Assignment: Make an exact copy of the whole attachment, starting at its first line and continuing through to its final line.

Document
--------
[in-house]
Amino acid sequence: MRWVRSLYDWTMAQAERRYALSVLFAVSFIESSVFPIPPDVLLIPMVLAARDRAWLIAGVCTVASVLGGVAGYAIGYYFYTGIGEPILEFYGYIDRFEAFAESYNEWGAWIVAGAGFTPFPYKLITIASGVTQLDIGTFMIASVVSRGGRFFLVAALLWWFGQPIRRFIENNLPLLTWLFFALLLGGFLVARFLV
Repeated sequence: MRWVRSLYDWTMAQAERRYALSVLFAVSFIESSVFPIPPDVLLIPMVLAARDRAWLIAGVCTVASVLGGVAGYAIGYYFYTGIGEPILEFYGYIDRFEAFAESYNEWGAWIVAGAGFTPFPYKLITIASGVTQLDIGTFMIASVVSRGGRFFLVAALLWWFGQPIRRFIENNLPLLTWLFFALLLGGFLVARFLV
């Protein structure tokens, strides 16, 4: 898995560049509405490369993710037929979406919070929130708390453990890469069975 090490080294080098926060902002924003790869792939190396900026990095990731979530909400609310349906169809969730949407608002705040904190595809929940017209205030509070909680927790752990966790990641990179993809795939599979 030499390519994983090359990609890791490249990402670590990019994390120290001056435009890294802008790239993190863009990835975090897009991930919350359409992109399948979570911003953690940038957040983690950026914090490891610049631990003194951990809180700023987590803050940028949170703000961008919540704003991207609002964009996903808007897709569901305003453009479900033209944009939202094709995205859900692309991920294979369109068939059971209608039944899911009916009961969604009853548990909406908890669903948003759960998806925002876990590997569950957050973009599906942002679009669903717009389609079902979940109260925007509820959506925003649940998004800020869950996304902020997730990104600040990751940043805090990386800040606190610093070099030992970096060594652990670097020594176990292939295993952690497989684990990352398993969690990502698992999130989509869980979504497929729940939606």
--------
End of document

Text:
[in-house]
Amino acid sequence: MRWVRSLYDWTMAQAERRYALSVLFAVSFIESSVFPIPPDVLLIPMVLAARDRAWLIAGVCTVASVLGGVAGYAIGYYFYTGIGEPILEFYGYIDRFEAFAESYNEWGAWIVAGAGFTPFPYKLITIASGVTQLDIGTFMIASVVSRGGRFFLVAALLWWFGQPIRRFIENNLPLLTWLFFALLLGGFLVARFLV
Repeated sequence: MRWVRSLYDWTMAQAERRYALSVLFAVSFIESSVFPIPPDVLLIPMVLAARDRAWLIAGVCTVASVLGGVAGYAIGYYFYTGIGEPILEFYGYIDRFEAFAESYNEWGAWIVAGAGFTPFPYKLITIASGVTQLDIGTFMIASVVSRGGRFFLVAALLWWFGQPIRRFIENNLPLLTWLFFALLLGGFLVARFLV
């Protein structure tokens, strides 16, 4: 898995560049509405490369993710037929979406919070929130708390453990890469069975 090490080294080098926060902002924003790869792939190396900026990095990731979530909400609310349906169809969730949407608002705040904190595809929940017209205030509070909680927790752990966790990641990179993809795939599979 030499390519994983090359990609890791490249990402670590990019994390120290001056435009890294802008790239993190863009990835975090897009991930919350359409992109399948979570911003953690940038957040983690950026914090490891610049631990003194951990809180700023987590803050940028949170703000961008919540704003991207609002964009996903808007897709569901305003453009479900033209944009939202094709995205859900692309991920294979369109068939059971209608039944899911009916009961969604009853548990909406908890669903948003759960998806925002876990590997569950957050973009599906942002679009669903717009389609079902979940109260925007509820959506925003649940998004800020869950996304902020997730990104600040990751940043805090990386800040606190610093070099030992970096060594652990670097020594176990292939295993952690497989684990990352398993969690990502698992999130989509869980979504497929729940939606």